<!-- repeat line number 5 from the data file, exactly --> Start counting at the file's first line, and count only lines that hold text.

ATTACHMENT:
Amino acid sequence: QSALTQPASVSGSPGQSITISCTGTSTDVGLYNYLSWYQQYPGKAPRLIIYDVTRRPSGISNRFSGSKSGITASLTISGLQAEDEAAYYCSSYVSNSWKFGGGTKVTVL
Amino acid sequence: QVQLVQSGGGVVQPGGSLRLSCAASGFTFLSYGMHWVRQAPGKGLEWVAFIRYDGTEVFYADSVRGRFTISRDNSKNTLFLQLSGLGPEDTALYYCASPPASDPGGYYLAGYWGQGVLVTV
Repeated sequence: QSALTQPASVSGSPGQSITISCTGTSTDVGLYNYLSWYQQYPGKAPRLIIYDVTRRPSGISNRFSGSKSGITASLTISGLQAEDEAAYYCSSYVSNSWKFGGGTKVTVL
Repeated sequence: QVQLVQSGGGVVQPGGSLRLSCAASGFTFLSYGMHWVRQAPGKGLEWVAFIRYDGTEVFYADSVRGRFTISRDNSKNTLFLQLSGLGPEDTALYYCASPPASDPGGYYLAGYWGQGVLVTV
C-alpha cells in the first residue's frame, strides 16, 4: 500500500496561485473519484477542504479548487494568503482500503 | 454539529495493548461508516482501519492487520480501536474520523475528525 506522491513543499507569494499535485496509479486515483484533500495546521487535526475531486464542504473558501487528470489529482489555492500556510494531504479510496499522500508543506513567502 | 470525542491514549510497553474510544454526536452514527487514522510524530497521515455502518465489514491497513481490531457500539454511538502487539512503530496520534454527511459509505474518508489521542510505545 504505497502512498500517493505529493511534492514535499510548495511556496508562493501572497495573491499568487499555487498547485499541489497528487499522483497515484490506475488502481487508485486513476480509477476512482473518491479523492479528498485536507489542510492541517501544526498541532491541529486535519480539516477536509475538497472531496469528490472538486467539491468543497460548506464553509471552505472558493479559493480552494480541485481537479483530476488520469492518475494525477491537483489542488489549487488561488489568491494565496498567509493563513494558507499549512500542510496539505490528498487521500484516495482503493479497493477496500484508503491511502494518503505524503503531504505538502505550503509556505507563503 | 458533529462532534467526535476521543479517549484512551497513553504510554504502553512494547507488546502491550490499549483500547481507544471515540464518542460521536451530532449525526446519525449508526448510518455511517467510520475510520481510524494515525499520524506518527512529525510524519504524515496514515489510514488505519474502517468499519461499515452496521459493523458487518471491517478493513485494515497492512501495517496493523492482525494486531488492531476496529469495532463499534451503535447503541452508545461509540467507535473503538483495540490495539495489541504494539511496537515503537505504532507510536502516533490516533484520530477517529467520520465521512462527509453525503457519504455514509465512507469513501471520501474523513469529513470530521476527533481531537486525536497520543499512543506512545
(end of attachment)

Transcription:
C-alpha cells in the first residue's frame, strides 16, 4: 500500500496561485473519484477542504479548487494568503482500503 | 454539529495493548461508516482501519492487520480501536474520523475528525 506522491513543499507569494499535485496509479486515483484533500495546521487535526475531486464542504473558501487528470489529482489555492500556510494531504479510496499522500508543506513567502 | 470525542491514549510497553474510544454526536452514527487514522510524530497521515455502518465489514491497513481490531457500539454511538502487539512503530496520534454527511459509505474518508489521542510505545 504505497502512498500517493505529493511534492514535499510548495511556496508562493501572497495573491499568487499555487498547485499541489497528487499522483497515484490506475488502481487508485486513476480509477476512482473518491479523492479528498485536507489542510492541517501544526498541532491541529486535519480539516477536509475538497472531496469528490472538486467539491468543497460548506464553509471552505472558493479559493480552494480541485481537479483530476488520469492518475494525477491537483489542488489549487488561488489568491494565496498567509493563513494558507499549512500542510496539505490528498487521500484516495482503493479497493477496500484508503491511502494518503505524503503531504505538502505550503509556505507563503 | 458533529462532534467526535476521543479517549484512551497513553504510554504502553512494547507488546502491550490499549483500547481507544471515540464518542460521536451530532449525526446519525449508526448510518455511517467510520475510520481510524494515525499520524506518527512529525510524519504524515496514515489510514488505519474502517468499519461499515452496521459493523458487518471491517478493513485494515497492512501495517496493523492482525494486531488492531476496529469495532463499534451503535447503541452508545461509540467507535473503538483495540490495539495489541504494539511496537515503537505504532507510536502516533490516533484520530477517529467520520465521512462527509453525503457519504455514509465512507469513501471520501474523513469529513470530521476527533481531537486525536497520543499512543506512545